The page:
Sun, 01 Jan 2017 00:00:00 GMThttp://publications.mfo.de/handle/mfo/25012017-01-01T00:00:00ZA real matrix $A$ is called copositive if $x^TAx \ge 0$ holds for all $x \in \mathbb R^n_+$. A matrix $A$ is called completely positive if it can be factorized as $A = BB^T$ , where $B$ is an entrywise nonnegative matrix. The concept of copositivity can be traced back to Theodore Motzkin in 1952, and that of complete positivity to Marshal Hall Jr. in 1958. The two classes are related, and both have received considerable attention in the linear algebra community and in the last two decades also in the mathematical optimization community. These matrix classes have important applications in various fields, in which they arise naturally, including mathematical modeling, optimization, dynamical systems and statistics. More applications constantly arise.
The workshop brought together people working in various disciplines related to copositivity and complete positivity, in order to discuss these concepts from different viewpoints and to join forces to better understand these difficult but fascinating classes of matrices.Interplay between Number Theory and Analysis for Dirichlet Series
http://publications.mfo.de/handle/mfo/2500
Interplay between Number Theory and Analysis for Dirichlet Series
In recent years a number of challenging research problems have crystallized in the analytic theory of Dirichlet series and its interaction with function theory in polydiscs. Their solutions appear to require unconventional combinations of expertise from harmonic, functional, and complex analysis, and especially from analytic number theory. This MFO workshop provided an ideal arena for the exchange of ideas needed to nurture further progress and to solve important problems.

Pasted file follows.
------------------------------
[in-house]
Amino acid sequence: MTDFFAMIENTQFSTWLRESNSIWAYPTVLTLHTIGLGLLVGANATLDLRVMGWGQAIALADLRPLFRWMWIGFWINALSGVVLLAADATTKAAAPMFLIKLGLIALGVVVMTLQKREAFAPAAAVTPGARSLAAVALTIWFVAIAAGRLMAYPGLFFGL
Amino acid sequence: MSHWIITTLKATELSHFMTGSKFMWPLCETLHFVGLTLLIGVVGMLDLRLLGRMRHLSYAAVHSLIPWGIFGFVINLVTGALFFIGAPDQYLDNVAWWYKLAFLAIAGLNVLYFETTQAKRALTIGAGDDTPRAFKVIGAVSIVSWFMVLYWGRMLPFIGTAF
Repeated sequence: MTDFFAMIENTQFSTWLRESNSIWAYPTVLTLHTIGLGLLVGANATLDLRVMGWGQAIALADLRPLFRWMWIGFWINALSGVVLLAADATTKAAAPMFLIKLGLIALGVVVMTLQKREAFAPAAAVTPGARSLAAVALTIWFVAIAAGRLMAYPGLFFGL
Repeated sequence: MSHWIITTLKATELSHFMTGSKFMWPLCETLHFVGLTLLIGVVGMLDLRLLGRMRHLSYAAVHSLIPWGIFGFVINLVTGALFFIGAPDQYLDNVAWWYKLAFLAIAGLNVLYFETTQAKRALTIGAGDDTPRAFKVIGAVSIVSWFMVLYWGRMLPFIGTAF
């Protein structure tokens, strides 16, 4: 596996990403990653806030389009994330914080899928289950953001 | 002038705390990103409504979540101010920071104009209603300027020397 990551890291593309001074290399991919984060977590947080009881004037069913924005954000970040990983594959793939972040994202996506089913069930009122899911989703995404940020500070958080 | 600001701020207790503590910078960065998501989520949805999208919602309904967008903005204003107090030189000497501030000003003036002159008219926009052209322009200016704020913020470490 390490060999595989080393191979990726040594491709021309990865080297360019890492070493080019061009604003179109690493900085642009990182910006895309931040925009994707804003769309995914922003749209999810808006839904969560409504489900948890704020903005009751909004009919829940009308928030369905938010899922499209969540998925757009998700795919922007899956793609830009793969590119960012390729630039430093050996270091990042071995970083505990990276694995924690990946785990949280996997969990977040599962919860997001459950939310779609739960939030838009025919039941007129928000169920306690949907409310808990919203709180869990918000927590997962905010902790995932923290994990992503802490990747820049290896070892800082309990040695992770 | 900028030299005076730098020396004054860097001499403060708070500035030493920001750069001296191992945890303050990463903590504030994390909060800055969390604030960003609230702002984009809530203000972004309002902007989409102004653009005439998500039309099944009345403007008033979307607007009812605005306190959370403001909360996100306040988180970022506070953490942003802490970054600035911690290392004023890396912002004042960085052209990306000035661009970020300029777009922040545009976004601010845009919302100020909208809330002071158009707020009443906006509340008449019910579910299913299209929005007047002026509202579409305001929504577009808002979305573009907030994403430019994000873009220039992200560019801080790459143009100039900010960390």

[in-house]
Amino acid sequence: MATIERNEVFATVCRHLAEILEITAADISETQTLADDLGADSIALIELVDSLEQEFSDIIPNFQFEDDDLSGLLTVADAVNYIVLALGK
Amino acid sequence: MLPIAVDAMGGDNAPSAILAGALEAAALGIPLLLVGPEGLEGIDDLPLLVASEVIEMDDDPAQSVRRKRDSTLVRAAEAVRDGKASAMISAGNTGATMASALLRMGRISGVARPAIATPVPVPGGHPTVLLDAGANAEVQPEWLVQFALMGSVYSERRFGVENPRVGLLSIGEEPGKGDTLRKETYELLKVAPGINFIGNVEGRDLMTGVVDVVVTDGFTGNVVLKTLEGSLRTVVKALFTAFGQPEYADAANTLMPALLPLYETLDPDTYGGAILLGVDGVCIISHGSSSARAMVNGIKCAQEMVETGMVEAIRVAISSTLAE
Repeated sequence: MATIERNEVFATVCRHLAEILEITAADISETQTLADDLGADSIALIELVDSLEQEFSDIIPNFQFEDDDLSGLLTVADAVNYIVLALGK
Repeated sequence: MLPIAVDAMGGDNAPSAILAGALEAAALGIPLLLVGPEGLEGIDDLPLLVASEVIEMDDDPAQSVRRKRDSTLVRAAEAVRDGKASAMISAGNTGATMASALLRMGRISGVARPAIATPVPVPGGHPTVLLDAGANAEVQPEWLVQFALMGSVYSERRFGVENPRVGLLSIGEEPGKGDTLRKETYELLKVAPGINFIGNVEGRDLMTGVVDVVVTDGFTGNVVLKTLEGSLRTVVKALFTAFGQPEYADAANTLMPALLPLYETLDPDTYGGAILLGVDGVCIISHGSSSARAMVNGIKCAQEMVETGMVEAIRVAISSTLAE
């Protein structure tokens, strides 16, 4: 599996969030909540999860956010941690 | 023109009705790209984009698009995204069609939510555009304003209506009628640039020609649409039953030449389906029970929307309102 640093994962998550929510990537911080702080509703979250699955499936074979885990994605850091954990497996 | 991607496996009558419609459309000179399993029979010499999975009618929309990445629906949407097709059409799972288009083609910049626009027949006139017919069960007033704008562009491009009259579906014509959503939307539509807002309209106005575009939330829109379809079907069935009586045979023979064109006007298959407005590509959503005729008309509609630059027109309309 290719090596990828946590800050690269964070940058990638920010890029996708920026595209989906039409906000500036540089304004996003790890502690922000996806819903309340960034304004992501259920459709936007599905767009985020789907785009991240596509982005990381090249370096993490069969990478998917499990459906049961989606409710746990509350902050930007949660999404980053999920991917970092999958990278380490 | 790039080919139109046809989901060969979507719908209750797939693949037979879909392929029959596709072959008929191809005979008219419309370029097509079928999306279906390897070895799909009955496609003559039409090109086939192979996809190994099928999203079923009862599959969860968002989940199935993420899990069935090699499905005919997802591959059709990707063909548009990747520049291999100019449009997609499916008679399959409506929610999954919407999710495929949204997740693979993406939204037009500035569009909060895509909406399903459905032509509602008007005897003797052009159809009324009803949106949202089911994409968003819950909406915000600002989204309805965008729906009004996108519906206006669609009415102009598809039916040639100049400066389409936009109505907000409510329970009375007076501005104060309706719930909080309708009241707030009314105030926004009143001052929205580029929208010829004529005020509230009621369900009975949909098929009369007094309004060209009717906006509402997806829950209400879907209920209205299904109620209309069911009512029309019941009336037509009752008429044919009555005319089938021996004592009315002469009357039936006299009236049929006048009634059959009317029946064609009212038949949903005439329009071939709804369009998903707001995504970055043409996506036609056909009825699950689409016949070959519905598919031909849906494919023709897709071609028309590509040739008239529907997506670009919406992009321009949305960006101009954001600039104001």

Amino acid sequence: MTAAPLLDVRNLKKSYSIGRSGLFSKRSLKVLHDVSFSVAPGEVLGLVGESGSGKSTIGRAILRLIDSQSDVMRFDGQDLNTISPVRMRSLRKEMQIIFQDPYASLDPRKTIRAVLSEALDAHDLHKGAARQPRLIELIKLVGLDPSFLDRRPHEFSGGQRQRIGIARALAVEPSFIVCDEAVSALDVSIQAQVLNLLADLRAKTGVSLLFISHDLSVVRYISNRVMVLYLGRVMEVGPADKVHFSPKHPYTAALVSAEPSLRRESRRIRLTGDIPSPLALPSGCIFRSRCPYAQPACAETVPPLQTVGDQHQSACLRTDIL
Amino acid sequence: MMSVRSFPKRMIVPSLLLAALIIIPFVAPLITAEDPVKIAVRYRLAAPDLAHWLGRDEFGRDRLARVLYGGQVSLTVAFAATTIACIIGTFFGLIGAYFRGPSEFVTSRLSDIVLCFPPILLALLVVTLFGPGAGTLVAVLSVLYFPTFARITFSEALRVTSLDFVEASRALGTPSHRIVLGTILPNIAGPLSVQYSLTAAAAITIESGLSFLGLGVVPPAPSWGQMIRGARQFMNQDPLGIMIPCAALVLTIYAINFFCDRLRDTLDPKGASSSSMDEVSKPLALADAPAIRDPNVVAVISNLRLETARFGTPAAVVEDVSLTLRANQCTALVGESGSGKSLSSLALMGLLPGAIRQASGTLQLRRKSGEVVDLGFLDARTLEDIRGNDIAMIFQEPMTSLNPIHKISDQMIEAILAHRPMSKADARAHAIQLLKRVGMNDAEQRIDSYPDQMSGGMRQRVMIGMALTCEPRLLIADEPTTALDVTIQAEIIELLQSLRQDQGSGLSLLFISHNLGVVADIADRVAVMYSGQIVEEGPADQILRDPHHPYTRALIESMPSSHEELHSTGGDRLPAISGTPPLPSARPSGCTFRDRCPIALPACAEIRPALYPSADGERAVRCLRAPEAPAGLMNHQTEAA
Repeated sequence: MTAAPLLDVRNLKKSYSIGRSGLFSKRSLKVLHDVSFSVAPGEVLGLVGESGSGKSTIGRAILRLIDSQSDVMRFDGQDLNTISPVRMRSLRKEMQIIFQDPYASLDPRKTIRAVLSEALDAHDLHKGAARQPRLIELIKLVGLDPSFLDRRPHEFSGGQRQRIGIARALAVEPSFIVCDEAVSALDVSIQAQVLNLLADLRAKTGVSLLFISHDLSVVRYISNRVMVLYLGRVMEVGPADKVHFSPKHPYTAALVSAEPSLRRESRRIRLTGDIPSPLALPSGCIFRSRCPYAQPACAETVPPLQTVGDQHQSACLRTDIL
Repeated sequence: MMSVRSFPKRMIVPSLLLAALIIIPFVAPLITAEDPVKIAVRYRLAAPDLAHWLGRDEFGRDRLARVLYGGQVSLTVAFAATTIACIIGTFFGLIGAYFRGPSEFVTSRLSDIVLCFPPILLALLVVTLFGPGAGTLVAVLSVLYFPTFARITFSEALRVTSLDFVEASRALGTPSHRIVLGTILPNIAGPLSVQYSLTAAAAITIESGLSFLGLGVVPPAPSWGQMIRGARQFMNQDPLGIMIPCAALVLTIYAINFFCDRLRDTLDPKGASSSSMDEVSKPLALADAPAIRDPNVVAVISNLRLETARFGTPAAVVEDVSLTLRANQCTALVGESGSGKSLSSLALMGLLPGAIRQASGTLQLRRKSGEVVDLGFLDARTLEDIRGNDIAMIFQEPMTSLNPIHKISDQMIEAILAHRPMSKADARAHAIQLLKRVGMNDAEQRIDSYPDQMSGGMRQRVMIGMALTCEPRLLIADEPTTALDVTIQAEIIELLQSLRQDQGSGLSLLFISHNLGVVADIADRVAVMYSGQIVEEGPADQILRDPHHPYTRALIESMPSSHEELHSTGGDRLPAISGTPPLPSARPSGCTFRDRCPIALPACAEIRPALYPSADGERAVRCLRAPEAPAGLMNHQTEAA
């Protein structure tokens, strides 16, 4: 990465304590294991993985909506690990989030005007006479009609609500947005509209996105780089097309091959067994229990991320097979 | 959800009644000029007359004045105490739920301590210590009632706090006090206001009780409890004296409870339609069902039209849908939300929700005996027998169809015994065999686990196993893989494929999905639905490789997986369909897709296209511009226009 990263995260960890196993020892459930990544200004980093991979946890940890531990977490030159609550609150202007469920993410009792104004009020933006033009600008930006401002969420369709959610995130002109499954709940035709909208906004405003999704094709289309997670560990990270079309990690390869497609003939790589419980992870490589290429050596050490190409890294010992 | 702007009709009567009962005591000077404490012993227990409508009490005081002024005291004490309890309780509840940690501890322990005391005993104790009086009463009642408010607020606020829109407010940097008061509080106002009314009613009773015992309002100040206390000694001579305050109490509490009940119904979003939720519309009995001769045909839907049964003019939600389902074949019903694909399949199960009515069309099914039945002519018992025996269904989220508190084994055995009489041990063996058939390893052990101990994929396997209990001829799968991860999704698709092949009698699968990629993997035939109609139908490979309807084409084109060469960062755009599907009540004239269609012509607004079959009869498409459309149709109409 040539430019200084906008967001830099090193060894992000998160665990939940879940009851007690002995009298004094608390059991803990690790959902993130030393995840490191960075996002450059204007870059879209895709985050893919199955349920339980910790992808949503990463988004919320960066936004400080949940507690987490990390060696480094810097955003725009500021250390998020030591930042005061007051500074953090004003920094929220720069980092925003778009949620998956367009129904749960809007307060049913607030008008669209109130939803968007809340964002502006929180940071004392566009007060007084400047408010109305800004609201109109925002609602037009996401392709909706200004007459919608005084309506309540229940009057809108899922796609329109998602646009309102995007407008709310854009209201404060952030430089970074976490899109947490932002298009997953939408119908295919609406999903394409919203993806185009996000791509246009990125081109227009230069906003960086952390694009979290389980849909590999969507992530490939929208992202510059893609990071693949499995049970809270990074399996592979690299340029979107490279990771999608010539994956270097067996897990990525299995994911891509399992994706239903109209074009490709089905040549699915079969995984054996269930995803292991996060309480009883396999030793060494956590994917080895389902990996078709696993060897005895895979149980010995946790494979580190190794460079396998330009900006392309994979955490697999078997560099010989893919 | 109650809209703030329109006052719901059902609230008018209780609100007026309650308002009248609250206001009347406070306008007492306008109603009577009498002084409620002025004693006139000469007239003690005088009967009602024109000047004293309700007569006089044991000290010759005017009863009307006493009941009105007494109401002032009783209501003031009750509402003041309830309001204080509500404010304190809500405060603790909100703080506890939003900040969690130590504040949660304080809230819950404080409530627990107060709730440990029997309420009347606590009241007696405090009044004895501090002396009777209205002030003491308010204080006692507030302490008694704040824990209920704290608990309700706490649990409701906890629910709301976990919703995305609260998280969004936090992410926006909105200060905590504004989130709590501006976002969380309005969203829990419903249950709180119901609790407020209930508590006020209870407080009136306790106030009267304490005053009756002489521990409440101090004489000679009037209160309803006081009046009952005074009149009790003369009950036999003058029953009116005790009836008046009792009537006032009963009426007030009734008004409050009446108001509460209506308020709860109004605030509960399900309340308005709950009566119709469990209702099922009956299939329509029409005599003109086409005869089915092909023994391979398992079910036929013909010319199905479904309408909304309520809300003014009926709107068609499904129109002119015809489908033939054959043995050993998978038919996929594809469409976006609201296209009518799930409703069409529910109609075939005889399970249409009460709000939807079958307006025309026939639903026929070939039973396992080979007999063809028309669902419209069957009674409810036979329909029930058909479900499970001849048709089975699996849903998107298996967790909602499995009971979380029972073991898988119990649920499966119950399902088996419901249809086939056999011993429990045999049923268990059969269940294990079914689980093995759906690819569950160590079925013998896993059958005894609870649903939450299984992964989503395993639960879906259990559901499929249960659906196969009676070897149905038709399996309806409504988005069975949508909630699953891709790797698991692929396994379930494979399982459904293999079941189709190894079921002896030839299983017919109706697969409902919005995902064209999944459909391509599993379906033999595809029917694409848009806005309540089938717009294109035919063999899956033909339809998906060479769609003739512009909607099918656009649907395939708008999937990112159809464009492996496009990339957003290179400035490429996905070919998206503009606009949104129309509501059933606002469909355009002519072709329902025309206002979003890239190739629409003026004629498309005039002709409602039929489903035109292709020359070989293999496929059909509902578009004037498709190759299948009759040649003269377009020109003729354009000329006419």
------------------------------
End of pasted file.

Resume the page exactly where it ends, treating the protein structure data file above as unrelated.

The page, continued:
Sun, 01 Jan 2017 00:00:00 GMThttp://publications.mfo.de/handle/mfo/25002017-01-01T00:00:00ZIn recent years a number of challenging research problems have crystallized in the analytic theory of Dirichlet series and its interaction with function theory in polydiscs. Their solutions appear to require unconventional combinations of expertise from harmonic, functional, and complex analysis, and especially from analytic number theory. This MFO workshop provided an ideal arena for the exchange of ideas needed to nurture further progress and to solve important problems.Mini-Workshop: Reflectionless Operators: The Deift and Simon Conjectures
http://publications.mfo.de/handle/mfo/2499
Mini-Workshop: Reflectionless Operators: The Deift and Simon Conjectures
Reflectionless operators in one dimension are particularly amenable to inverse scattering and are intimately related to integrable systems like KdV and Toda. Recent work has indicated a strong (but not equivalent) relationship between reflectionless operators and almost periodic potentials with absolutely continuous spectrum. This makes the realm of reflectionless operators a natural place to begin addressing Deift’s conjecture on integrable flows with almost periodic initial conditions and Simon’s conjecture on gems of spectral theory establishing correspondences between certain coefficient and spectral properties.
Sun, 01 Jan 2017 00:00:00 GMThttp://publications.mfo.de/handle/mfo/24992017-01-01T00:00:00ZReflectionless operators in one dimension are particularly amenable to inverse scattering and are intimately related to integrable systems like KdV and Toda. Recent work has indicated a strong (but not equivalent) relationship between reflectionless operators and almost periodic potentials with absolutely continuous spectrum. This makes the realm of reflectionless operators a natural place to begin addressing Deift’s conjecture on integrable flows with almost periodic initial conditions and Simon’s conjecture on gems of spectral theory establishing correspondences between certain coefficient and spectral properties.Mini-Workshop: PDE Models of Motility and Invasion in Active Biosystems
http://publications.mfo.de/handle/mfo/2498
Mini-Workshop: PDE Models of Motility and Invasion in Active Biosystems